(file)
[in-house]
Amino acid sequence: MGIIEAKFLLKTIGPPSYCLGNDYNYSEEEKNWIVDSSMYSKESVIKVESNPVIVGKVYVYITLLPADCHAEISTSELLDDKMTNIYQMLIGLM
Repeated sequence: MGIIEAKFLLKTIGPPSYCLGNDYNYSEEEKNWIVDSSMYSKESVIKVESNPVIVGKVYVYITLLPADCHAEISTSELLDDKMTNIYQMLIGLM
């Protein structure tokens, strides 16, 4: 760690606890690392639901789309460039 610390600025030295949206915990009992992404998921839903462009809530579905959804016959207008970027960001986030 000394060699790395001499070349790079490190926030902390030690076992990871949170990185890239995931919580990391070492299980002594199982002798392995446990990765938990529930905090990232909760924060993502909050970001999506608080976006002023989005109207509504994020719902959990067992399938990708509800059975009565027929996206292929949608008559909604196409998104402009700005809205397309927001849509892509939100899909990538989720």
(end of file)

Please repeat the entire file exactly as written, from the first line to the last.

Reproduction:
[in-house]
Amino acid sequence: MGIIEAKFLLKTIGPPSYCLGNDYNYSEEEKNWIVDSSMYSKESVIKVESNPVIVGKVYVYITLLPADCHAEISTSELLDDKMTNIYQMLIGLM
Repeated sequence: MGIIEAKFLLKTIGPPSYCLGNDYNYSEEEKNWIVDSSMYSKESVIKVESNPVIVGKVYVYITLLPADCHAEISTSELLDDKMTNIYQMLIGLM
């Protein structure tokens, strides 16, 4: 760690606890690392639901789309460039 610390600025030295949206915990009992992404998921839903462009809530579905959804016959207008970027960001986030 000394060699790395001499070349790079490190926030902390030690076992990871949170990185890239995931919580990391070492299980002594199982002798392995446990990765938990529930905090990232909760924060993502909050970001999506608080976006002023989005109207509504994020719902959990067992399938990708509800059975009565027929996206292929949608008559909604196409998104402009700005809205397309927001849509892509939100899909990538989720």